General Anesthesia

1. Assist with monitoring BP, pulse, respirations, FHR, and variability. Watch for vomiting reaction.
General anesthesia has a depressant effect on the client and fetus and poses a risk of maternal aspiration. Pregnant women are particularly prone to gastric reflux and aspiration because of increased stomach pressure from the weight of the full uterus beneath it. The gastroesophageal valve at the top of the stomach also may be displaced and possibly functioning improperly.

2. Assist with general anesthesia (inhalation or IV administration).
Because of maternal and fetal side effects, general anesthesia should only be used in obstetric emergencies, such as hemorrhage, internal version with a second twin, or delivery of the aftercoming head in a breech presentation. There is a danger of vomiting with a general anesthetic; this can be fatal if a woman’s airway becomes occluded by foreign matter. In addition, stomach contents have an acid pH that can cause chemical pneumonitis and secondary respiratory tract infection.

3. Administer IV ranitidine or an oral antacid before the general anesthesia.
Some anesthesiologists may prescribe IV ranitidine (Zantac) or an oral antacid such as sodium citrate before general anesthesia is administered to reduce the acid level in stomach contents should aspiration occur. Metoclopramide (Reglan) increases gastric emptying and may also be prescribed. 

Altered Cardiac Output

As early as the first trimester of pregnancy, a rapid increase in cardiac output (CO) continues throughout the second trimester. Multiple studies investigating CO during delivery using a modified pulse-pressure method after arterial and central venous catheterization and continuous-wave ultrasound have suggested that stroke volume (SV) and CO increase during labor and immediately postpartum owing to pain, maternal bearing-down efforts, and the increase in venous return by autotransfusion from the contracted uterus and the sudden release of inferior vena cava obstruction (Bijl et al., 2019).

Nursing Diagnosis
  • Altered Cardiac Output
May be related to

Common related factors for this nursing diagnosis:

  • Changes in systemic vascular resistance
  • Fluctuation in venous return
Possibly evidenced by

The common assessment cues could serve as defining characteristics or part of your “as evidenced by” in your diagnostic statement.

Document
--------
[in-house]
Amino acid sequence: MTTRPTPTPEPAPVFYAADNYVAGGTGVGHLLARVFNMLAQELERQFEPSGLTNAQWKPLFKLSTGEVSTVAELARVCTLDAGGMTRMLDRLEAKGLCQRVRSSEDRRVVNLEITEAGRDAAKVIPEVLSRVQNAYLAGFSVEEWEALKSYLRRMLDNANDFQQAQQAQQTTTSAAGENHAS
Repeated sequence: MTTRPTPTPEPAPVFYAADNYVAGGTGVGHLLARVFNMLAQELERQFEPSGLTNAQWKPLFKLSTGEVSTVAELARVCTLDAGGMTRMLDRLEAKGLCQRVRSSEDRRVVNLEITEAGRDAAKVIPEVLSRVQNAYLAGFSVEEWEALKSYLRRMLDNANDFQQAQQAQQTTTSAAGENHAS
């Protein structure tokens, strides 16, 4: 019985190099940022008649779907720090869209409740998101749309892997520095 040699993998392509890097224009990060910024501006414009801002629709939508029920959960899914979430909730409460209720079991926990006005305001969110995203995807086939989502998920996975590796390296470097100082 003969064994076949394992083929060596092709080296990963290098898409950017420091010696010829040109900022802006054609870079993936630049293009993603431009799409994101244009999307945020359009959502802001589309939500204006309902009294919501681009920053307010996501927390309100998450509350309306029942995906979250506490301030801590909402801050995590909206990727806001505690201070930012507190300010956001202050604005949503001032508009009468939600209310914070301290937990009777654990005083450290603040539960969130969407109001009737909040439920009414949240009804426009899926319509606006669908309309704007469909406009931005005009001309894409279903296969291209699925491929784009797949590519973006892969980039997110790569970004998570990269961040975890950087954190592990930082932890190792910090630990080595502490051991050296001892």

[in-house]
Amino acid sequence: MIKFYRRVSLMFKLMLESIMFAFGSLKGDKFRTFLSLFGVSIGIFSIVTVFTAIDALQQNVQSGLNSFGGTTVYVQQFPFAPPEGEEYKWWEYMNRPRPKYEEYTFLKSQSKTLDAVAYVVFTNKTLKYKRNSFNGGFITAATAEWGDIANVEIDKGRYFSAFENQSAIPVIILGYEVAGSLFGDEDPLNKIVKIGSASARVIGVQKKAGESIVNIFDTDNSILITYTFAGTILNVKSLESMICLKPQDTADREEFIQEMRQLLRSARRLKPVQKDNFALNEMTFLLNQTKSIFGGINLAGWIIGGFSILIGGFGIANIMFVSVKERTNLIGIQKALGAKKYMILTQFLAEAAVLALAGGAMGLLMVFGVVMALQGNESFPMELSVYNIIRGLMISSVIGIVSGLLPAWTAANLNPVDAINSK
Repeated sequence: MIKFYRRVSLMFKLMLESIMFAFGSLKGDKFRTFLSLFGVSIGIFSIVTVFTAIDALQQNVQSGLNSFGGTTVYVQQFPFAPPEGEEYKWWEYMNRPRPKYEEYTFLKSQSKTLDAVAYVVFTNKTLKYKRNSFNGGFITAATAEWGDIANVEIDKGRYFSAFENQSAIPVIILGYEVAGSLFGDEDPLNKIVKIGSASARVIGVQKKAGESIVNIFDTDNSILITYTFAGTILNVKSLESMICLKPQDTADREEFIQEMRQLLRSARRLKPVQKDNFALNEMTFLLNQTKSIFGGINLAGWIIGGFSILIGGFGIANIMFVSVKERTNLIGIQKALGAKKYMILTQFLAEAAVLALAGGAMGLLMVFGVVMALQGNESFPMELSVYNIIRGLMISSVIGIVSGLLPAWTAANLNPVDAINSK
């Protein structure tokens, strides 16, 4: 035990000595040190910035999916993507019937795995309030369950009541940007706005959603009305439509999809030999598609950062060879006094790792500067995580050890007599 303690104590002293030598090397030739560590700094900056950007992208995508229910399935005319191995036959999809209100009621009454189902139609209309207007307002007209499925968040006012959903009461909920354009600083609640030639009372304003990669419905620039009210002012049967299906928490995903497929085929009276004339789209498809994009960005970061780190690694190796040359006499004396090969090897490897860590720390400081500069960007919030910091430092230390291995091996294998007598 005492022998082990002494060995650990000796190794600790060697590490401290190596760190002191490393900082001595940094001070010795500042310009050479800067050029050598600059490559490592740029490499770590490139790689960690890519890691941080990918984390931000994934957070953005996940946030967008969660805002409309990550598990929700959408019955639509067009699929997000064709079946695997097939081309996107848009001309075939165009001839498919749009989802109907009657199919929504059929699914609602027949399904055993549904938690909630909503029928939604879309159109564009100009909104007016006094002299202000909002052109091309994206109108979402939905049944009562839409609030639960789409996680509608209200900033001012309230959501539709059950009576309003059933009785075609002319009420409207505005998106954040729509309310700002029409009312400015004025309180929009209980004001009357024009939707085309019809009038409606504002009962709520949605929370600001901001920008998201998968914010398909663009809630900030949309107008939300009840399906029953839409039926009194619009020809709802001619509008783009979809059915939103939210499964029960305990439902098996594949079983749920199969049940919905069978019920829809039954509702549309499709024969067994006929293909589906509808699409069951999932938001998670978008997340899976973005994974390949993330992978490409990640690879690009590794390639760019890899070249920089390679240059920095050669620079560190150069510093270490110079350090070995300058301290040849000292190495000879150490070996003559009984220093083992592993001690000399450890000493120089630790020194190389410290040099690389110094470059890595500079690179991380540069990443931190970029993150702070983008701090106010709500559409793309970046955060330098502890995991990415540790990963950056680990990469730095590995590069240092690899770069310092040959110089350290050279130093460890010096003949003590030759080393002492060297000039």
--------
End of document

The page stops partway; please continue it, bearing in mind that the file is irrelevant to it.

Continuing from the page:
• Changes in pulse rate
  • Decreased urine output
  • Fetal bradycardia
  • Variations in blood pressure
Desired Outcomes

Common goals and expected outcomes:

  • The client will maintain vital signs appropriate for the stage of labor.
  • The client will display FHR and variability within the normal limit.
  • The client will use appropriate techniques to sustain/enhance vascular return.
Nursing Assessment and Rationales

The following are the nursing assessment for this labor nursing care plan.

1. Monitor FHR after every contraction or bearing-down effort.
This detects fetal bradycardia and hypoxia associated with a reduction in maternal circulation and reduced placental perfusion caused by anesthesia, Valsalva’s maneuver, or incorrect positioning. The maternal hemodynamic changes associated with the Valsalva maneuver may result in reduced placental perfusion and fetal oxygenation (Lee et al., 2019).

2. Monitor BP and pulse frequently (every 5–15 min). Note amount and concentration of urine output; test for albuminuria.
The use of Valsalva results in an increased intrathoracic pressure leading to a reduction in venous return and subsequent cardiac output. Increases in cardiac output of 30%–50% occur in the expulsion stage, peaking at the acme of uterine contractions and slowly returning to a pre-contractile state as the contraction diminishes or ceases. Intrapartum toxemia due to stress, excess sodium, fluid retention, or oxytocin administration may be manifested by increased BP, decreased urine output, and increased concentration of urine (Lee et al., 2019).

3. Monitor BP and pulse immediately after administration of anesthesia, and repeat until the client is stable.
Hypotension is the most common adverse reaction to lumbar epidural or subarachnoid (low spinal) block as vascular dilation slows venous return and reduces cardiac output. After initiation of the epidural block, the FHR and BP should be monitored and documented every 5 minutes for 15 minutes and then every 30 minutes for 1 hour. 

Nursing Interventions and Rationales

Here are the nursing interventions for this labor nursing care plan.

1. Encourage the client to inhale/exhale during bearing-down efforts, using an open glottis technique and holding breath no longer than 5 sec at a time. Instruct the client to push only when she feels the urge to do so. Avoid directed pushing.